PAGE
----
Recipients will include the following: the National Resource Defense Council, Biodiversity Legal Foundation, Sierra Nevada Forest Protection Campaign, Forest Issues Group, Environmental Protection Information Center, Center for Sierra Nevada Conservation, John Muir Project, Sierra Forest Legacy, Center for Biological Diversity, Central Sierra Environmental Research Council, Predator Conservation Alliance, Yosemite Area Audubon and a few other legal organizations. This letter will also accompany my written complaint to the Commission on Judicial Performance. Please be aware that several biologists will state that they have seen on and near my property a Pacific Fisher (endangered) and the central Sierra yellow-legged frog. I have personally seen the frog on two prior occasions! My spring fed pond was built by the forest service to facilitate central Sierra frog habitat! Do you really want this letter getting into the hands of these assertive environmentalists? As much as my recent treatment in court sickened me, do those present in any official capacity understand the implications of conducting a Kangaroo court? Tuolumne County has a history of operating their courts unlike the other courts in California…my recent experience supports this contention. Did you know that my property might also have some Mariposa Pussypaws? I have a grasslands biologist visiting soon to ascertain this species.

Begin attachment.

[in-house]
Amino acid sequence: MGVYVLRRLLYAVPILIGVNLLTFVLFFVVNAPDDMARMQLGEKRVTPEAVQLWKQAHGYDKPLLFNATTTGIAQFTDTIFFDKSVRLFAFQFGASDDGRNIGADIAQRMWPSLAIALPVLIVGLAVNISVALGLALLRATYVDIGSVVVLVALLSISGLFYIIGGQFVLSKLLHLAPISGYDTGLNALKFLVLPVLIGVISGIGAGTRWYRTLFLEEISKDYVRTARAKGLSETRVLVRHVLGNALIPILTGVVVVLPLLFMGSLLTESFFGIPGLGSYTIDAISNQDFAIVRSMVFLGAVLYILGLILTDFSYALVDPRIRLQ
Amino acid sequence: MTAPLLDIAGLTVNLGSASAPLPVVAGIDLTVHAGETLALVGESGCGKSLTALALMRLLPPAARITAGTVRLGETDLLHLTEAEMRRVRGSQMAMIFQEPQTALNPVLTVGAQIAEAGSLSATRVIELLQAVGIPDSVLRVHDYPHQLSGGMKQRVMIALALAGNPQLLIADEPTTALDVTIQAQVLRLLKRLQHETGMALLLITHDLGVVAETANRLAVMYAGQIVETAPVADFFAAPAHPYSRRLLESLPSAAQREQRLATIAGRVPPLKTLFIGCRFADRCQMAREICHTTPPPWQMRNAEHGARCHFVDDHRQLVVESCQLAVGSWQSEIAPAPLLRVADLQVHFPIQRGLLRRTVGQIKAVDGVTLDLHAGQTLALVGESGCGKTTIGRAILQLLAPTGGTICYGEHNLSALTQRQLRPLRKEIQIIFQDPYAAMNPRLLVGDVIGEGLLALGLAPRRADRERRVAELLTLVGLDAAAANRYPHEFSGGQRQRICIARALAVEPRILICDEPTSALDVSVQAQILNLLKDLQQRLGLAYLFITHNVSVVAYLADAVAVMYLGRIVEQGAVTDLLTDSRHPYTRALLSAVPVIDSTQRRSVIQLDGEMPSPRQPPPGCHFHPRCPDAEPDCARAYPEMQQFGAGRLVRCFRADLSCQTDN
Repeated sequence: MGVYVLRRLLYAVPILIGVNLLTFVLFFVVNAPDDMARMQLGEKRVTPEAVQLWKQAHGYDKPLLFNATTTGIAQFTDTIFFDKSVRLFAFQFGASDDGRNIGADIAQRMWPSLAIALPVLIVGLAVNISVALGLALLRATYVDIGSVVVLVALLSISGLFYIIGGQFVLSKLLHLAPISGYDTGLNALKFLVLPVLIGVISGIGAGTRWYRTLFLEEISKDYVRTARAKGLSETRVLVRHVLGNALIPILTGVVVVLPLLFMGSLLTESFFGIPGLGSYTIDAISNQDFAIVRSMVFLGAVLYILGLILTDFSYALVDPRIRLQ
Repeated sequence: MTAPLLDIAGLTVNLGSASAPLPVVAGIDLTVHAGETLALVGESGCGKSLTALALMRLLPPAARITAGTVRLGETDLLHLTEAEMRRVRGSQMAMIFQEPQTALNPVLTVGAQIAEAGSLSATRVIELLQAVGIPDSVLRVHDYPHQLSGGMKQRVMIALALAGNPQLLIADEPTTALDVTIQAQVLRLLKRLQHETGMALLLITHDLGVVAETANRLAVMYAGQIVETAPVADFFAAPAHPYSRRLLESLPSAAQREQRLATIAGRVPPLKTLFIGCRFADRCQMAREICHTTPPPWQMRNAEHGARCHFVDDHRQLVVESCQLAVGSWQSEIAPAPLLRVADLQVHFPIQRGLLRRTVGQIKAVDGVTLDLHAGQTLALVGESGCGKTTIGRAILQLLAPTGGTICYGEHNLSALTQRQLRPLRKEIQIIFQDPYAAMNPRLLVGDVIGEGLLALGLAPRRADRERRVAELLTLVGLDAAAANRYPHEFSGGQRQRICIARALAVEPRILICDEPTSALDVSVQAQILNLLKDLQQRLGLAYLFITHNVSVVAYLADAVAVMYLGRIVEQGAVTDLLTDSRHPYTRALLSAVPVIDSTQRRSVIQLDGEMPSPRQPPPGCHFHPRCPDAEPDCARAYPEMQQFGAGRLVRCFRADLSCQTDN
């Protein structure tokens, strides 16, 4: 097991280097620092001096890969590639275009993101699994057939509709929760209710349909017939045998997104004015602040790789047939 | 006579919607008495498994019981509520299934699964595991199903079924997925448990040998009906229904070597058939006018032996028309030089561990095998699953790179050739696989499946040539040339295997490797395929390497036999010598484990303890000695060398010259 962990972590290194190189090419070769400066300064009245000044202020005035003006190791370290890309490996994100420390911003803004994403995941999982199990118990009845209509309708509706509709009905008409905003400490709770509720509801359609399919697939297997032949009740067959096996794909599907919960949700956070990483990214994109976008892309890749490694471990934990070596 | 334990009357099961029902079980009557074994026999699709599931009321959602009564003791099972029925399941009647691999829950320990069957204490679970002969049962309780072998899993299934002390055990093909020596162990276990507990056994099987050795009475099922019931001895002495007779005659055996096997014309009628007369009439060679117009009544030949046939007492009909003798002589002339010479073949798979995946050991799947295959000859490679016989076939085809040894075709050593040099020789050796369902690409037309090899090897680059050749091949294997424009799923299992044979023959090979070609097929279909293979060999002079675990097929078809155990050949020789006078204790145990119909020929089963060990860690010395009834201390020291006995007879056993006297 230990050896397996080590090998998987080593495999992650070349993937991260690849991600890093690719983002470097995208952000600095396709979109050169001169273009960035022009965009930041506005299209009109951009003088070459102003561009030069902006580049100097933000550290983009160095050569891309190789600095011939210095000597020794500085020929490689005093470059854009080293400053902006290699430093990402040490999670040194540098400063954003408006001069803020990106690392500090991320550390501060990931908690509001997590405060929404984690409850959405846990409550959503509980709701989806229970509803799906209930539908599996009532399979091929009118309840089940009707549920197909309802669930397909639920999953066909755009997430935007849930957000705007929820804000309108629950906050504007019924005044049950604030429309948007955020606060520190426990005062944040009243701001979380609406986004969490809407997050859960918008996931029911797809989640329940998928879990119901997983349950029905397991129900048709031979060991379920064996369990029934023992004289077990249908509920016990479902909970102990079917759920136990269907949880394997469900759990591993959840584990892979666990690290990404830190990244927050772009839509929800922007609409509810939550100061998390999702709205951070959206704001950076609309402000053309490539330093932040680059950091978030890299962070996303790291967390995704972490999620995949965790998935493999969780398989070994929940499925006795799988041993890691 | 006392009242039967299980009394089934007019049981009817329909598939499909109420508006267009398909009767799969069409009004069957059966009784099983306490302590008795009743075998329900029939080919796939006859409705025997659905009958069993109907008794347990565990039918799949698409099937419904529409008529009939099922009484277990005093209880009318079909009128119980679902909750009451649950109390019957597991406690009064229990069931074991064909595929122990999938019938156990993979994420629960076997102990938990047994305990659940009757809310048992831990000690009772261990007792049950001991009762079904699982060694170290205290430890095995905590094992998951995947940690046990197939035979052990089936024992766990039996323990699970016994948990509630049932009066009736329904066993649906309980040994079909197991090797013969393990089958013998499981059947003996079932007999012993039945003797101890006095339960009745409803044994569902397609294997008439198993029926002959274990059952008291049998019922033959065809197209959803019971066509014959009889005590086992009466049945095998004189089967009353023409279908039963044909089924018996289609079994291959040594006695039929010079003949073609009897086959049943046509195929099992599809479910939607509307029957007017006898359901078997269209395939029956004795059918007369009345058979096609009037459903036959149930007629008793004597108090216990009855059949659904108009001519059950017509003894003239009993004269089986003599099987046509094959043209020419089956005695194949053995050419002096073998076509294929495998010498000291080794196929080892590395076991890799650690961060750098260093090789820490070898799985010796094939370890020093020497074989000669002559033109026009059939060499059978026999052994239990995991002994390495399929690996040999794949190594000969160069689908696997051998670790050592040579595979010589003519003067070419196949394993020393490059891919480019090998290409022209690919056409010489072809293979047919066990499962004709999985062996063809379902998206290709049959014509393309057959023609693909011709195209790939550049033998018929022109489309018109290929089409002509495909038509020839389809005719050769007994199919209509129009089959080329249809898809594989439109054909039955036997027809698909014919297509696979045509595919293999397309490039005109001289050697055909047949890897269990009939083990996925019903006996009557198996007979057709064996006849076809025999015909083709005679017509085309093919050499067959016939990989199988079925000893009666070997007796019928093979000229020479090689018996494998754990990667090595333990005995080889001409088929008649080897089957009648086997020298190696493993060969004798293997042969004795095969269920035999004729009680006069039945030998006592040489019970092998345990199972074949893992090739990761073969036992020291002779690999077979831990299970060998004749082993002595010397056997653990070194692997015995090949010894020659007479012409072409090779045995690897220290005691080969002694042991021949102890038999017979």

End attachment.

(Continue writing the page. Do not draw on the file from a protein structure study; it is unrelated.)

After the three week time limit, I intend to write another letter detailing my treatment in court and those statements and recommendations made which are in violation of the existing rules as I, an obvious layman, interpret them. I have refrained from detailing these events to allow all concerned parties time to ponder the possible results and repercussions of that civil court appearance. Those events will more than probably be reviewed by one or more attorneys retained by the numerous aforementioned non-profits.
 
Please respond in writing to the enclosed return address and include a return phone number and/or feel free to call me as quickly as your decisions are arrived at. Quite honestly, my patience is thin and you need to make a decision quickly. An eminent environmental consultant insisted that I write one more letter of intent. This letter was also recommended by friends and some of the officials in Tuolumne County who felt that an amicable solution would be the best solution. How do you think I would feel if grazing rights are destroyed? I don’t want that, ranchers and their cronies don’t want that, the TC court obviously doesn’t want it, and yet, every Eco/Green organization to be copied-in within three weeks does want it! Whereas I may be a small fly in the ointment, some of these groups are literally loaded for bear…. What you have here is an American who won’t buckle to what appears to be the time-honored tradition of legal maladaptation in bed with vested interest and cronyism as exemplified by the recent events in court. In summation, I reiterate my preemptive apologies for whatever arises from your lack of a cohesive and final solution to this long-standing problem.